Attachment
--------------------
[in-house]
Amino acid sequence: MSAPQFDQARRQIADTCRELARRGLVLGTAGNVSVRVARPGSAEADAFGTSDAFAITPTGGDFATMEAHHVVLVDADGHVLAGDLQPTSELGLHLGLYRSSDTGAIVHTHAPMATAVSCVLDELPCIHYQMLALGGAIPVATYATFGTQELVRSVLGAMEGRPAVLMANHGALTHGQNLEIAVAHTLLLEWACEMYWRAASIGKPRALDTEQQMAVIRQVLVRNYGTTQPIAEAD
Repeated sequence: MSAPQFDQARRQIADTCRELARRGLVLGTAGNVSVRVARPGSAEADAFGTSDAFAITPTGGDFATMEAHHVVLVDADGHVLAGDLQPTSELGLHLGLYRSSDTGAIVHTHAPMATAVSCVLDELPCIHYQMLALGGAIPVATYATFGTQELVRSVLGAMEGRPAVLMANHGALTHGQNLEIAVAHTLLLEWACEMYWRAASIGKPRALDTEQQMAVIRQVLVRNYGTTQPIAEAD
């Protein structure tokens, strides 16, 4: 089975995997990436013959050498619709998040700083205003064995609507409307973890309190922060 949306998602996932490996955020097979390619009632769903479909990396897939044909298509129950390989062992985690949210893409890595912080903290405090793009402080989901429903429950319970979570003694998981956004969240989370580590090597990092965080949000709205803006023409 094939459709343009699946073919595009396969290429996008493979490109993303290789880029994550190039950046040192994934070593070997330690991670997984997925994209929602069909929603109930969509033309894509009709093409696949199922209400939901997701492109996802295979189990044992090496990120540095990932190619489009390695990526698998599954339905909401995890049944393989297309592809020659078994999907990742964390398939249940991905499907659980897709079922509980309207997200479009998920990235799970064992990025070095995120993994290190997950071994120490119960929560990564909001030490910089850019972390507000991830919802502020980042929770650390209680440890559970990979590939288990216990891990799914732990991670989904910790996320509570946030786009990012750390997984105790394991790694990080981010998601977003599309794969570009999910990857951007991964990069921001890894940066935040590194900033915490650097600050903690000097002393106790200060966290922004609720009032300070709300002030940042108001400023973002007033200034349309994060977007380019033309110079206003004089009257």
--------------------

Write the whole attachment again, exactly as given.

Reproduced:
[in-house]
Amino acid sequence: MSAPQFDQARRQIADTCRELARRGLVLGTAGNVSVRVARPGSAEADAFGTSDAFAITPTGGDFATMEAHHVVLVDADGHVLAGDLQPTSELGLHLGLYRSSDTGAIVHTHAPMATAVSCVLDELPCIHYQMLALGGAIPVATYATFGTQELVRSVLGAMEGRPAVLMANHGALTHGQNLEIAVAHTLLLEWACEMYWRAASIGKPRALDTEQQMAVIRQVLVRNYGTTQPIAEAD
Repeated sequence: MSAPQFDQARRQIADTCRELARRGLVLGTAGNVSVRVARPGSAEADAFGTSDAFAITPTGGDFATMEAHHVVLVDADGHVLAGDLQPTSELGLHLGLYRSSDTGAIVHTHAPMATAVSCVLDELPCIHYQMLALGGAIPVATYATFGTQELVRSVLGAMEGRPAVLMANHGALTHGQNLEIAVAHTLLLEWACEMYWRAASIGKPRALDTEQQMAVIRQVLVRNYGTTQPIAEAD
């Protein structure tokens, strides 16, 4: 089975995997990436013959050498619709998040700083205003064995609507409307973890309190922060 949306998602996932490996955020097979390619009632769903479909990396897939044909298509129950390989062992985690949210893409890595912080903290405090793009402080989901429903429950319970979570003694998981956004969240989370580590090597990092965080949000709205803006023409 094939459709343009699946073919595009396969290429996008493979490109993303290789880029994550190039950046040192994934070593070997330690991670997984997925994209929602069909929603109930969509033309894509009709093409696949199922209400939901997701492109996802295979189990044992090496990120540095990932190619489009390695990526698998599954339905909401995890049944393989297309592809020659078994999907990742964390398939249940991905499907659980897709079922509980309207997200479009998920990235799970064992990025070095995120993994290190997950071994120490119960929560990564909001030490910089850019972390507000991830919802502020980042929770650390209680440890559970990979590939288990216990891990799914732990991670989904910790996320509570946030786009990012750390997984105790394991790694990080981010998601977003599309794969570009999910990857951007991964990069921001890894940066935040590194900033915490650097600050903690000097002393106790200060966290922004609720009032300070709300002030940042108001400023973002007033200034349309994060977007380019033309110079206003004089009257």